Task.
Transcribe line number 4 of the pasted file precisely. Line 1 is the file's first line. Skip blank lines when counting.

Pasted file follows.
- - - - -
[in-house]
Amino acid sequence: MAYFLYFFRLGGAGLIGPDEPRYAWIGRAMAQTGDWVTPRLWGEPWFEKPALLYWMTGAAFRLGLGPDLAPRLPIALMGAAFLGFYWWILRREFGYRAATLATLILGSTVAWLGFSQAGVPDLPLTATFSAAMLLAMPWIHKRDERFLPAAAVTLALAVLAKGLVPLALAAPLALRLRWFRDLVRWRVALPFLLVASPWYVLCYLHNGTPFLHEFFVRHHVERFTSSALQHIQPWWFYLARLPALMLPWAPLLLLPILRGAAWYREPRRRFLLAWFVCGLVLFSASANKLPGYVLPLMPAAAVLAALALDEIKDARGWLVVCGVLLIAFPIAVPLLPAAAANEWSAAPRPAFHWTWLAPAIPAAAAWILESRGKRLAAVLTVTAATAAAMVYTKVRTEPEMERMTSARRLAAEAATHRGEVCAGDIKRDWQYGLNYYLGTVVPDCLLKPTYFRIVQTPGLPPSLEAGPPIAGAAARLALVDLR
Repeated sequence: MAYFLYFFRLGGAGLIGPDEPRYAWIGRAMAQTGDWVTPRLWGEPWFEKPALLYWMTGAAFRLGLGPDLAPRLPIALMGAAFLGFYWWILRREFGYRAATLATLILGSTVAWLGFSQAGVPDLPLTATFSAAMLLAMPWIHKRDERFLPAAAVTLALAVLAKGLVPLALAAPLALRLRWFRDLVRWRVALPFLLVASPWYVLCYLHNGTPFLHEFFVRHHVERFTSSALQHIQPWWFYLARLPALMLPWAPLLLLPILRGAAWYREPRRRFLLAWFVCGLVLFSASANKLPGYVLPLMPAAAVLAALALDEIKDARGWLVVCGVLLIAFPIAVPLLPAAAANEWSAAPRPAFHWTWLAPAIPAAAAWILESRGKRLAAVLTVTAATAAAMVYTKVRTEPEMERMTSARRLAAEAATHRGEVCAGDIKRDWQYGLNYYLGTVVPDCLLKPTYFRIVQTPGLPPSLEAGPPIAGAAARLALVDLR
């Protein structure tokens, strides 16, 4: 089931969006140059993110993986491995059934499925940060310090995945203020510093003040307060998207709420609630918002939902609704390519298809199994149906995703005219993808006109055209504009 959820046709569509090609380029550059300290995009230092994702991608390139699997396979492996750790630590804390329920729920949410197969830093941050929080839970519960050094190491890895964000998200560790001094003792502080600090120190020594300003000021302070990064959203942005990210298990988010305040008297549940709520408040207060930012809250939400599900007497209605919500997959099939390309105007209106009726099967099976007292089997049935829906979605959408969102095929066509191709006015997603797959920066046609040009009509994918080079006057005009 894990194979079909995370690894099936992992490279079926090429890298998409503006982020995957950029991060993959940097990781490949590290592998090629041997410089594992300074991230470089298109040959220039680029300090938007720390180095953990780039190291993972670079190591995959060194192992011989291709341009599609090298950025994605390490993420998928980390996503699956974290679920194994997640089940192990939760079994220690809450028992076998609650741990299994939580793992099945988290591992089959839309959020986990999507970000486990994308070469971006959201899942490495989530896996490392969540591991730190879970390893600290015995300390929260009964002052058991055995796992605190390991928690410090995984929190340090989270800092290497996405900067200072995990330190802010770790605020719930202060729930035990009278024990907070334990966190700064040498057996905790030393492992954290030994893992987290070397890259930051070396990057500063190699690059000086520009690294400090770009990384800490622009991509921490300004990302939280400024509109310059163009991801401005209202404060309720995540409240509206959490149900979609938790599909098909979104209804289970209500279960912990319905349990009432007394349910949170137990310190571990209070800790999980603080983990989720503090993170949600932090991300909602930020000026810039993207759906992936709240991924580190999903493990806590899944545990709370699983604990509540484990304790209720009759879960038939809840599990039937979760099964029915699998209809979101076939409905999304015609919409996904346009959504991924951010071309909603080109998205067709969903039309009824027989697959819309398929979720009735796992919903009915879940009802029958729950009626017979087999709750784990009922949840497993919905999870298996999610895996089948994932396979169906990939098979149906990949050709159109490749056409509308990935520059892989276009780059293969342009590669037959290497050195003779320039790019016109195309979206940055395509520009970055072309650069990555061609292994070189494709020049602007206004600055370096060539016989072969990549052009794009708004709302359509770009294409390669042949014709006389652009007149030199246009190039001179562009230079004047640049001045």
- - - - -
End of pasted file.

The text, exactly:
């Protein structure tokens, strides 16, 4: 089931969006140059993110993986491995059934499925940060310090995945203020510093003040307060998207709420609630918002939902609704390519298809199994149906995703005219993808006109055209504009 959820046709569509090609380029550059300290995009230092994702991608390139699997396979492996750790630590804390329920729920949410197969830093941050929080839970519960050094190491890895964000998200560790001094003792502080600090120190020594300003000021302070990064959203942005990210298990988010305040008297549940709520408040207060930012809250939400599900007497209605919500997959099939390309105007209106009726099967099976007292089997049935829906979605959408969102095929066509191709006015997603797959920066046609040009009509994918080079006057005009 894990194979079909995370690894099936992992490279079926090429890298998409503006982020995957950029991060993959940097990781490949590290592998090629041997410089594992300074991230470089298109040959220039680029300090938007720390180095953990780039190291993972670079190591995959060194192992011989291709341009599609090298950025994605390490993420998928980390996503699956974290679920194994997640089940192990939760079994220690809450028992076998609650741990299994939580793992099945988290591992089959839309959020986990999507970000486990994308070469971006959201899942490495989530896996490392969540591991730190879970390893600290015995300390929260009964002052058991055995796992605190390991928690410090995984929190340090989270800092290497996405900067200072995990330190802010770790605020719930202060729930035990009278024990907070334990966190700064040498057996905790030393492992954290030994893992987290070397890259930051070396990057500063190699690059000086520009690294400090770009990384800490622009991509921490300004990302939280400024509109310059163009991801401005209202404060309720995540409240509206959490149900979609938790599909098909979104209804289970209500279960912990319905349990009432007394349910949170137990310190571990209070800790999980603080983990989720503090993170949600932090991300909602930020000026810039993207759906992936709240991924580190999903493990806590899944545990709370699983604990509540484990304790209720009759879960038939809840599990039937979760099964029915699998209809979101076939409905999304015609919409996904346009959504991924951010071309909603080109998205067709969903039309009824027989697959819309398929979720009735796992919903009915879940009802029958729950009626017979087999709750784990009922949840497993919905999870298996999610895996089948994932396979169906990939098979149906990949050709159109490749056409509308990935520059892989276009780059293969342009590669037959290497050195003779320039790019016109195309979206940055395509520009970055072309650069990555061609292994070189494709020049602007206004600055370096060539016989072969990549052009794009708004709302359509770009294409390669042949014709006389652009007149030199246009190039001179562009230079004047640049001045």